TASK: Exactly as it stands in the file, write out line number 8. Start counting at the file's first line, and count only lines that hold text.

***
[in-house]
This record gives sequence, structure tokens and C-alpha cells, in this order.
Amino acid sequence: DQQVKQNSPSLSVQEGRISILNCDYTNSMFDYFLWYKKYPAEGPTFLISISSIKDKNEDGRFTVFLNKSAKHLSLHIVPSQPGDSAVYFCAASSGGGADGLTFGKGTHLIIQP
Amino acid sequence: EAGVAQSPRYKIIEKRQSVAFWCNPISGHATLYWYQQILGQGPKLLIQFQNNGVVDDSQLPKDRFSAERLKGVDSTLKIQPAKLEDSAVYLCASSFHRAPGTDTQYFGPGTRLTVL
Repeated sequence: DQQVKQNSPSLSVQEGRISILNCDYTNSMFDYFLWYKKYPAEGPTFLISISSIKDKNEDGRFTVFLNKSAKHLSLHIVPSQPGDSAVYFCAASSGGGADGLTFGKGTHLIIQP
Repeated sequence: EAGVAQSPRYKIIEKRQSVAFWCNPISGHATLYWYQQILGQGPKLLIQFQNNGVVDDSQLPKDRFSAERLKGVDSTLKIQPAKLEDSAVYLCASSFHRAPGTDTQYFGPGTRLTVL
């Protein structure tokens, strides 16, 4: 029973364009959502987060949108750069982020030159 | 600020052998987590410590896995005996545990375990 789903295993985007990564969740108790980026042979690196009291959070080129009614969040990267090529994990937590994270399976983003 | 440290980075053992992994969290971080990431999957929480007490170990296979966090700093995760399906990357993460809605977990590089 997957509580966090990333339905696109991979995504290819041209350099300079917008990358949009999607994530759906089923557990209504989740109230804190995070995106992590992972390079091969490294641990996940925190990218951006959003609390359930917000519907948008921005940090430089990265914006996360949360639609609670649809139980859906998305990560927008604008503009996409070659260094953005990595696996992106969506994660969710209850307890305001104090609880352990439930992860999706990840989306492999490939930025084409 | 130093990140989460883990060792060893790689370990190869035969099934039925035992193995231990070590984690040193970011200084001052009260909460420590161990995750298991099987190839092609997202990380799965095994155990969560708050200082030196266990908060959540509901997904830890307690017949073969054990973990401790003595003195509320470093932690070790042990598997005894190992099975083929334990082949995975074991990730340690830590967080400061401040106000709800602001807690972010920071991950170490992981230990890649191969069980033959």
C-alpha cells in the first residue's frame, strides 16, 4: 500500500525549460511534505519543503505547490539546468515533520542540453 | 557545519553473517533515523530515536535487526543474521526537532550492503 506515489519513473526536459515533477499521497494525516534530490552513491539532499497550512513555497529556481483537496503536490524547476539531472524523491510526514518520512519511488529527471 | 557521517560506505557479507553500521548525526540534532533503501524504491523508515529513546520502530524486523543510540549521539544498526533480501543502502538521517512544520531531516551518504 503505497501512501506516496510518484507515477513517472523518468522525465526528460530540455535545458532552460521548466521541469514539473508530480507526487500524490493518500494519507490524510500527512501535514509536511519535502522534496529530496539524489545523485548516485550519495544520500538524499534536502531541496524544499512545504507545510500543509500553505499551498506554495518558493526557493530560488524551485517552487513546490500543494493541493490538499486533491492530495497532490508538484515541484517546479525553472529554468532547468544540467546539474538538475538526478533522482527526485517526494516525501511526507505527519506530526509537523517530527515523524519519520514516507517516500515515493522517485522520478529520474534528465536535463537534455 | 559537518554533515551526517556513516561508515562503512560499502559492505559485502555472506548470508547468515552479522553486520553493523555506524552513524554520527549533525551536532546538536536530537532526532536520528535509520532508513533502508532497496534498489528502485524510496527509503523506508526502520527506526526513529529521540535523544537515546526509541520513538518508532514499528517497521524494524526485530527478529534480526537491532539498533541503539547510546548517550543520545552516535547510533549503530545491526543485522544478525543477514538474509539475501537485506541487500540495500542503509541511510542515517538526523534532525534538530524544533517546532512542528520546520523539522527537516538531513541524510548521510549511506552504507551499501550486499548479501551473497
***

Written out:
C-alpha cells in the first residue's frame, strides 16, 4: 500500500525549460511534505519543503505547490539546468515533520542540453 | 557545519553473517533515523530515536535487526543474521526537532550492503 506515489519513473526536459515533477499521497494525516534530490552513491539532499497550512513555497529556481483537496503536490524547476539531472524523491510526514518520512519511488529527471 | 557521517560506505557479507553500521548525526540534532533503501524504491523508515529513546520502530524486523543510540549521539544498526533480501543502502538521517512544520531531516551518504 503505497501512501506516496510518484507515477513517472523518468522525465526528460530540455535545458532552460521548466521541469514539473508530480507526487500524490493518500494519507490524510500527512501535514509536511519535502522534496529530496539524489545523485548516485550519495544520500538524499534536502531541496524544499512545504507545510500543509500553505499551498506554495518558493526557493530560488524551485517552487513546490500543494493541493490538499486533491492530495497532490508538484515541484517546479525553472529554468532547468544540467546539474538538475538526478533522482527526485517526494516525501511526507505527519506530526509537523517530527515523524519519520514516507517516500515515493522517485522520478529520474534528465536535463537534455 | 559537518554533515551526517556513516561508515562503512560499502559492505559485502555472506548470508547468515552479522553486520553493523555506524552513524554520527549533525551536532546538536536530537532526532536520528535509520532508513533502508532497496534498489528502485524510496527509503523506508526502520527506526526513529529521540535523544537515546526509541520513538518508532514499528517497521524494524526485530527478529534480526537491532539498533541503539547510546548517550543520545552516535547510533549503530545491526543485522544478525543477514538474509539475501537485506541487500540495500542503509541511510542515517538526523534532525534538530524544533517546532512542528520546520523539522527537516538531513541524510548521510549511506552504507551499501550486499548479501551473497